But they put themselves on a collision course with Trump, who hyped his proclamation that he would decide on Twitter, after saying for days it would soon become time to ‘reopen’ the U.S. economy. 

The president’s emphatic statement came as it was revealed his task force on the vital matter will include cabinet members, his daughter and his son-in-law.

‘A decision by me, in conjunction with the Governors and input from others, will be made shortly!’ 

The task force was expected to include Ivanka Trump and her husband Jared, who has taken a key coronavirus response role, fielding calls from hot-spots seeking protective gear and trying to line up deliveries.

But Trump said the two will not be a part of the group. 

Both Ivanka Trump and Kushner have appeared with the president at separate White House coronavirus events – Kushner at a White House briefing and Ivanka Trump at a small business meeting in the Roosevelt Room.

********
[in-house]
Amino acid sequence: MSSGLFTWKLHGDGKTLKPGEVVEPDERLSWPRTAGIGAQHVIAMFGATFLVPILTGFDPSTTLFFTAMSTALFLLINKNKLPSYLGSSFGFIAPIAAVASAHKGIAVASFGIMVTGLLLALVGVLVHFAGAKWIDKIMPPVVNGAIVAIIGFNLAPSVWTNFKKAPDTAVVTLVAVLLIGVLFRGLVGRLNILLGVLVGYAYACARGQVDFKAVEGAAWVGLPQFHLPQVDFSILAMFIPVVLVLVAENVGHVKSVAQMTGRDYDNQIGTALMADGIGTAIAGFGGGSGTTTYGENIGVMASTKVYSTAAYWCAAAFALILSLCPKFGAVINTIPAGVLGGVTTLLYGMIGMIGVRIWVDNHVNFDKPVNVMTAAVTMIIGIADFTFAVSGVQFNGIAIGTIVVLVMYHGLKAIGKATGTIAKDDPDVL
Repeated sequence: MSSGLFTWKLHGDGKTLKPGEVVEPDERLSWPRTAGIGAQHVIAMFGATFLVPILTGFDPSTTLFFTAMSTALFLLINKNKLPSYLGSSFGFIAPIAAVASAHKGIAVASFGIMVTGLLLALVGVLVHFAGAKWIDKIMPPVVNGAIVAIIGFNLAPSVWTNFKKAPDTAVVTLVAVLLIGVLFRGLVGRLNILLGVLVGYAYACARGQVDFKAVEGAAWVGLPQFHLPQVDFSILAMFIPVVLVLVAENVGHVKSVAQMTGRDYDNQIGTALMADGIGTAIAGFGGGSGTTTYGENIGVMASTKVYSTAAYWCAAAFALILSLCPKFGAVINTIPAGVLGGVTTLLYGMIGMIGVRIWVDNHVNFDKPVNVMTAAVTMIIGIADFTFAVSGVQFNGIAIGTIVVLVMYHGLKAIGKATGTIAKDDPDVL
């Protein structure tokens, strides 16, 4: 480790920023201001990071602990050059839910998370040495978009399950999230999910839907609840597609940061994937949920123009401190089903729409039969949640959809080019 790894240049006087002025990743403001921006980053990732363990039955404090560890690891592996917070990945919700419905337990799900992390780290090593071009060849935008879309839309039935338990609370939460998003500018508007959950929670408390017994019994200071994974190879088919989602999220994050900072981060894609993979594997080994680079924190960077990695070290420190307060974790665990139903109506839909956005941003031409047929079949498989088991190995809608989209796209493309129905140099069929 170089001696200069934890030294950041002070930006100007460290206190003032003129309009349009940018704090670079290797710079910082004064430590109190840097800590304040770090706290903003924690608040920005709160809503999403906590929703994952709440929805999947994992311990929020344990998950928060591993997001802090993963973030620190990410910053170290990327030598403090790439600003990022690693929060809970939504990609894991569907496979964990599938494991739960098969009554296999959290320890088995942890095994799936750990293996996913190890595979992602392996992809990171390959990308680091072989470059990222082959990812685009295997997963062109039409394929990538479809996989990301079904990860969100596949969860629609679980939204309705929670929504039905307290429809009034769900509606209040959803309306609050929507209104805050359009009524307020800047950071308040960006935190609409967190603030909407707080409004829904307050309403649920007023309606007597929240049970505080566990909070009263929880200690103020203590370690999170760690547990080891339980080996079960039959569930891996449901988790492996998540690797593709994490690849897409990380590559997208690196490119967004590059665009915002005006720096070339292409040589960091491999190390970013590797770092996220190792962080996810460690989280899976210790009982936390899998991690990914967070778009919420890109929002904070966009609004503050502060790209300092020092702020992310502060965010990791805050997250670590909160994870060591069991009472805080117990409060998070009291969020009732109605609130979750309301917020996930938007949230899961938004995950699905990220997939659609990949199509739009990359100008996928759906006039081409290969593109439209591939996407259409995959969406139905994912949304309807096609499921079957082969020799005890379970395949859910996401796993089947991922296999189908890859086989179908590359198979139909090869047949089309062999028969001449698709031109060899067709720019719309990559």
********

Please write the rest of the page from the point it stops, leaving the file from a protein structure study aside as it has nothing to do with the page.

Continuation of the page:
The team will be headed by Trump’s new chief of staff Mark Meadows, who previously headed the conservative House Freedom Caucus, Fox News reported.

Also serving with be Treasury Secretary Steven Mnuchin, Commerce Secretary Wilbur Ross, Transportation Secretary Elaine Chao – who is married to Senate Majority Leader Mitch McConnell.

Other cabinet members to serve include Housing and Urban Development Secretary Ben Carson, White House advisers Larry Kudlow, Peter Navarro – who penned memos warning of the impact of the coronavirus, and U.S. Trade Representative Robert Lighthizer, along with other officials. 

'A decision by me, in conjunction with the Governors and input from others, will be made shortly!' President Trump tweeted about the decision to reopen the country

‘A decision by me, in conjunction with the Governors and input from others, will be made shortly!’ President Trump tweeted about the decision to reopen the country